A sermon for the First Sunday of Lent, February 22, 2015
Trinity Church of Morrisania, Bronx, New York
“I am establishing my covenant with you and your descendants after you, and with every living creature…”
Today is the first Sunday of Lent. It’s common to think of Lent as a time to give up things, or to feel bad about eating things you said you were going to give up, or about stricter spiritual discipline or about not saying or singing Halle—oops. But what is Lent about? It’s not about rules. Lent is a period of time that comes before Easter. It has been observed in various ways since ancient times. But the origin of Lent is not about contrasting a somber season with a happy season, the origin of Lent is, that in the early centuries of Christianity, just about all baptisms took place at Easter, the Feast of the Resurrection of Christ. People would finish their preparation for baptism during those weeks, with prayer, fasting and study. The order of the readings through Lent still parallels the instruction and preparation for baptism.
I suggest that the best way to have a holy Lent is to live toward baptism. This doesn’t contradict any discipline that you might have developed, any particular way of paying attention to what is good, any ways of examining yourself, your motives and your relationships with others. But let’s look at Lent as our way forward toward the renewal of our own baptism, of understanding it more deeply, and of sharing God’s grace of redemption with others.
Our first lesson today is the account from Genesis of God’s covenant with Noah. We know about the ark, and the animals two-by-two. We know about the flood that destroyed all living things. But let’s think about it. In there, in that enclosed boat was all the life that was left. The ocean was rising up and the rain was coming down. The ark was, for all intents and purposes, like a submarine immersed in an infinite sea. There was no way of guiding the ark, and no place to go even if you could. Noah and his family were completely lost. They passed through the waters of the deep. Forty days of rain and another 150 days in that darkness, then more months of waiting. It would have been frightening and discouraging for Noah and his family, but God was with them as they passed through the sea. As they returned to life on the land God made a promise, not to curse or destroy his people or his land. And the rainbow is the sign of that promise—that though we go through the depths of the water, in the middle of that and in the end of it, God in all his beauty is there, loving and protecting us.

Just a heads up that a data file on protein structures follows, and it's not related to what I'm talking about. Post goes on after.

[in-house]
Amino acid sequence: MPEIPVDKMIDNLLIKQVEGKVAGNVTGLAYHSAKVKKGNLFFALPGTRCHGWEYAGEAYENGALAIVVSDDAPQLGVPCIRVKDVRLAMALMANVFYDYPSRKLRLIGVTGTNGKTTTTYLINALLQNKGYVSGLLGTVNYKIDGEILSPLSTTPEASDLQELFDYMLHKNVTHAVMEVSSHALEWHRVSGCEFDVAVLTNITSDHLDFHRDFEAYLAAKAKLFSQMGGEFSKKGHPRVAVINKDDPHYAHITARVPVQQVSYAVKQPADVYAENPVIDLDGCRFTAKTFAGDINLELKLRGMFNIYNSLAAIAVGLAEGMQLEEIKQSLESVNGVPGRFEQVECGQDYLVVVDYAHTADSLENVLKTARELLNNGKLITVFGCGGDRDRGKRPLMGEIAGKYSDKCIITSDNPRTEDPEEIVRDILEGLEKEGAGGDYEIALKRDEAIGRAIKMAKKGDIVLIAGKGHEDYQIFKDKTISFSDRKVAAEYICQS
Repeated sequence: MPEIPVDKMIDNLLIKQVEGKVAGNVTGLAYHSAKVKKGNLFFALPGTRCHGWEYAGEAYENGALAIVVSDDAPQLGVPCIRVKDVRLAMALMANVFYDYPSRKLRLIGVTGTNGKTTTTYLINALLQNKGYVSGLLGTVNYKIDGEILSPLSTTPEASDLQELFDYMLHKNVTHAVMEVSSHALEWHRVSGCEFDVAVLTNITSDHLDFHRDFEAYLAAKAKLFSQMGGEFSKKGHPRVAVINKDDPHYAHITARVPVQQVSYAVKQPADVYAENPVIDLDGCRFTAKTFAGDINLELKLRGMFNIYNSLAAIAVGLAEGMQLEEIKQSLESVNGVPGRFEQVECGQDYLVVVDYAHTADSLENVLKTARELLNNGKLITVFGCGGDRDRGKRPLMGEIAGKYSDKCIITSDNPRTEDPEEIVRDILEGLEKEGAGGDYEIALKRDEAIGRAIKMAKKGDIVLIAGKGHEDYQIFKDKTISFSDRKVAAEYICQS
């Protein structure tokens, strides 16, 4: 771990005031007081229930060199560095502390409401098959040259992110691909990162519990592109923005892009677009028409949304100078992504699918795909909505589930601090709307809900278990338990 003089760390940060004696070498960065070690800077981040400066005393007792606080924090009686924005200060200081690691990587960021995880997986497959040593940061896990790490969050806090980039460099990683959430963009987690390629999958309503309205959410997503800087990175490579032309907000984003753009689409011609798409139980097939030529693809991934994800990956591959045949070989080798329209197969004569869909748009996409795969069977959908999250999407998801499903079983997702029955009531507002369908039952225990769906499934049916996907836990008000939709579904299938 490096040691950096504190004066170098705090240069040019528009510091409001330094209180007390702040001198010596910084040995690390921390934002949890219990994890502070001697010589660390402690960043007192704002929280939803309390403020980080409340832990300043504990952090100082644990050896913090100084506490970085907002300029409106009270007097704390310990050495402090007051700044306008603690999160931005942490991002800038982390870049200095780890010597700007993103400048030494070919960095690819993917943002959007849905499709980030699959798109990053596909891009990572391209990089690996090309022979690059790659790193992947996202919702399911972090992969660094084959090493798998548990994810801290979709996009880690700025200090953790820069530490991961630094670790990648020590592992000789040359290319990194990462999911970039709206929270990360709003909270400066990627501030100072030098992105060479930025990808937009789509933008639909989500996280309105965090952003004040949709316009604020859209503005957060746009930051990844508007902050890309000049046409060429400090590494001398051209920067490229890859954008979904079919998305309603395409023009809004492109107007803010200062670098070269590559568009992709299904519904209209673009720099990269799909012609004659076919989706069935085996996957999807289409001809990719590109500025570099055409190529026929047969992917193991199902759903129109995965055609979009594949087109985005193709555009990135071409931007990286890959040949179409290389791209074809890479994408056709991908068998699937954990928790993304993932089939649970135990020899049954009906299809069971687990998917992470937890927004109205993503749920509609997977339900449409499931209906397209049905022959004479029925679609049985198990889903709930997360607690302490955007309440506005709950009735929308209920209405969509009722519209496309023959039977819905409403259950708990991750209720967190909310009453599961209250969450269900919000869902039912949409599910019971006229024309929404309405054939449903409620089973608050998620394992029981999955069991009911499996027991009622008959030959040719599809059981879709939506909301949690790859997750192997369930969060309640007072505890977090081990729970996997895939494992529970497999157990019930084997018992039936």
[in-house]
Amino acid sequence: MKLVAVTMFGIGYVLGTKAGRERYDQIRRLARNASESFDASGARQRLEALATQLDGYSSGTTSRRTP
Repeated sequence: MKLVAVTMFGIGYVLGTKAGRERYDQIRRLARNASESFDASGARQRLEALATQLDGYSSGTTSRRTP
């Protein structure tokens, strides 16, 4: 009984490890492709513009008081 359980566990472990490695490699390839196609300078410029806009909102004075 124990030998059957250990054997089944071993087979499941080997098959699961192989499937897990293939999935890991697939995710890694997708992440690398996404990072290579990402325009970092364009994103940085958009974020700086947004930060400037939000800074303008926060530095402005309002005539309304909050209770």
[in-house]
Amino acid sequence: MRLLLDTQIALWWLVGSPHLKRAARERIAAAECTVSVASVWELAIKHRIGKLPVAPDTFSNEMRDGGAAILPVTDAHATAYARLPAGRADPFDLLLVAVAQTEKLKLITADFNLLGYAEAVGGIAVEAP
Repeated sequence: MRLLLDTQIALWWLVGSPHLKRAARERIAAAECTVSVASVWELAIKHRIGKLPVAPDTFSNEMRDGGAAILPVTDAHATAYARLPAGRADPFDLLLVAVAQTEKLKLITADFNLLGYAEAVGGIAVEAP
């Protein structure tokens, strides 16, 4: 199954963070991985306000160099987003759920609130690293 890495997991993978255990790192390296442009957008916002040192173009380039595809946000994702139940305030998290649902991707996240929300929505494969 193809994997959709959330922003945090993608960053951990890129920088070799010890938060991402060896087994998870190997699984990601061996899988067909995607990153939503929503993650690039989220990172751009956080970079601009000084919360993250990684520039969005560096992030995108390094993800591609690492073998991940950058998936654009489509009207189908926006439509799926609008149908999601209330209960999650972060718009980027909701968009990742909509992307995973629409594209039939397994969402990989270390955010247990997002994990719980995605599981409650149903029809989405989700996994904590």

That water is also the water of life and the water of baptism. In today’s Gospel, Jesus was baptized. Notice here, baptism did not separate Jesus from the real world or its difficulties. Jesus was in the wilderness, he was tempted by the Tempter and he was there with the wild animals. And he was out there for forty days. In a certain sense it was like an intense spiritual retreat, yet what that means is that the realities of this world were with him, even more than in everyday life. But those realities are not just the dangers, the obstacles, and the things that frighten us. Those realities are also the beautiful creatures of God, this gorgeous world which God gave to Noah and his descendants. The baptism that brings us into the real world, brings us into the world of God’s promise, of God’s presence, of God’s love for all of his creatures. And out there in the wilderness, it says of Jesus, “the angels of God waited on him.”
As we move forward in Lent, we are preparing for our own baptism. Baptism is into the death of Christ, but even more, our baptism is into the life of Christ. The life of real hope in the real world, the life of joy in God’s creation, the everlasting life—in Christ’s resurrection, death no longer has power, but we are bound together in his love for each of us.
This afternoon, we will have the service of the Burial of the Dead for our sister Alice Ebanks. We mourn her loss, we pray for her family, especially her son Omar. At the same time, we thank God and praise him, for a Christian life well lived. A sister baptized in Christ’s baptism and a participant in Christ’s resurrection.
Give rest, O Christ, to thy servant with thy saints where sorrow and pain are no more, neither sighing, but life everlasting. Thou only art immortal, the creator and maker of mankind; and we are mortal; formed of the earth, and unto earth shall we return. For so thou didst ordain when though createdst me, saying, “Dust thou art, and unto dust shalt thou return.: All we go down to the dust; yet even at the grave we make our song: Alleluia, alleluia, alleluia.